A repost of my Easter sermon from 2012
Rev. Todd Grant Yonkman, co-pastor
Beneficent Congregational Church (Providence, RI)
Sermon for Easter Sunday
8 April 2012
Text: Mark 16-1-8
The Gospel of Mark says that early Sunday morning three of Jesus’ disciples—Mary Magdalene, Mary the mother of James, and a woman named Salome—went to Jesus’ tomb to anoint his body with spices. In Bible times there were no funeral homes. The care of the body after a person had died was left up to family and friends. Under normal circumstances, the family would have honored the body of their deceased loved one by washing it, anointing it with nice smelling oils and spices, wrapping it in a linen shroud, and then placing it in the family tomb, which was a kind of small cave with a stone placed in front to seal it. Under normal circumstances Jesus’ family would have laid him to rest. These were not normal circumstances.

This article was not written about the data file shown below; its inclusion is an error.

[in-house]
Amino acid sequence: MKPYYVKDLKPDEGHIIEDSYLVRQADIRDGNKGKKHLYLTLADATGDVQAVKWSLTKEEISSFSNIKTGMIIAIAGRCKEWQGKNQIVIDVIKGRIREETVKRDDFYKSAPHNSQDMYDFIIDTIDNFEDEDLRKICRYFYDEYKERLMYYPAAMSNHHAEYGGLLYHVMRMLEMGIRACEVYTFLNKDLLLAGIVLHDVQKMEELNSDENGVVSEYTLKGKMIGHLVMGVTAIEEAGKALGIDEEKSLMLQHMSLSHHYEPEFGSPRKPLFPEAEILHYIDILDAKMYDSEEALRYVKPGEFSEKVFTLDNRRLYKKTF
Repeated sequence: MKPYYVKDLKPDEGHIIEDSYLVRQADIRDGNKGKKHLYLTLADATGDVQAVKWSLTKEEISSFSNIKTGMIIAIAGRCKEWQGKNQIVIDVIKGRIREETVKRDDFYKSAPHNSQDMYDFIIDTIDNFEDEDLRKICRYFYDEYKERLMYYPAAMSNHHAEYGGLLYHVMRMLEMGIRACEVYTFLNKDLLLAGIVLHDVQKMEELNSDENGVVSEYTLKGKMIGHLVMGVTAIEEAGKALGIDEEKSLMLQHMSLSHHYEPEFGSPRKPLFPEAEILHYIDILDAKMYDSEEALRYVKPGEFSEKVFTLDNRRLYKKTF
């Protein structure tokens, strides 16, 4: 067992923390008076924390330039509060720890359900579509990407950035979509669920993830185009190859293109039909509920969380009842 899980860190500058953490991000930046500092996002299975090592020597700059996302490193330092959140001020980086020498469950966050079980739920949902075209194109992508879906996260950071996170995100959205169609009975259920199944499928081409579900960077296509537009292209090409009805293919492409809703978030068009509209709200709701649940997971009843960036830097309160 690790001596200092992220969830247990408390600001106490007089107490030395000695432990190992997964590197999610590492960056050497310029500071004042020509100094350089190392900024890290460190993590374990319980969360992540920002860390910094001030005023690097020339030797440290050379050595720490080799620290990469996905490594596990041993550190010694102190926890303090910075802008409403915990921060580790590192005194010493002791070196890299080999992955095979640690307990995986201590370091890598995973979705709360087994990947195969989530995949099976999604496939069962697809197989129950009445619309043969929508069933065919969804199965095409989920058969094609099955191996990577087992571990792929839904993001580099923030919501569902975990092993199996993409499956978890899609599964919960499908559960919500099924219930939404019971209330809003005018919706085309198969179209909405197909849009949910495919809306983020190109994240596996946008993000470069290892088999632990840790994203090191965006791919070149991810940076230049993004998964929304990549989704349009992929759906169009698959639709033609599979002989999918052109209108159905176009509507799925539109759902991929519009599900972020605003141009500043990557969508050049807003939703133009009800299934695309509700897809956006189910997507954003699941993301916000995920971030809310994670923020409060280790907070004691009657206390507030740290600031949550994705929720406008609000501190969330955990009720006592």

Jesus had been executed by the Roman Empire for leading a movement of diverse people—poor people, people with disabilities, farmers and fishermen, tax collectors, men and women, people discriminated against because of ethnicity, culture, or class, children and adults, and even some of the educated elites of the day who questioned the status quo. Jesus healed people. He raised them from the dead. Jesus taught people to turn to God and to create a community where the last would be first and the first would be last, a place of radical hospitality, of compassion and peace. All of this made the Roman authorities nervous, so they silenced him by killing him.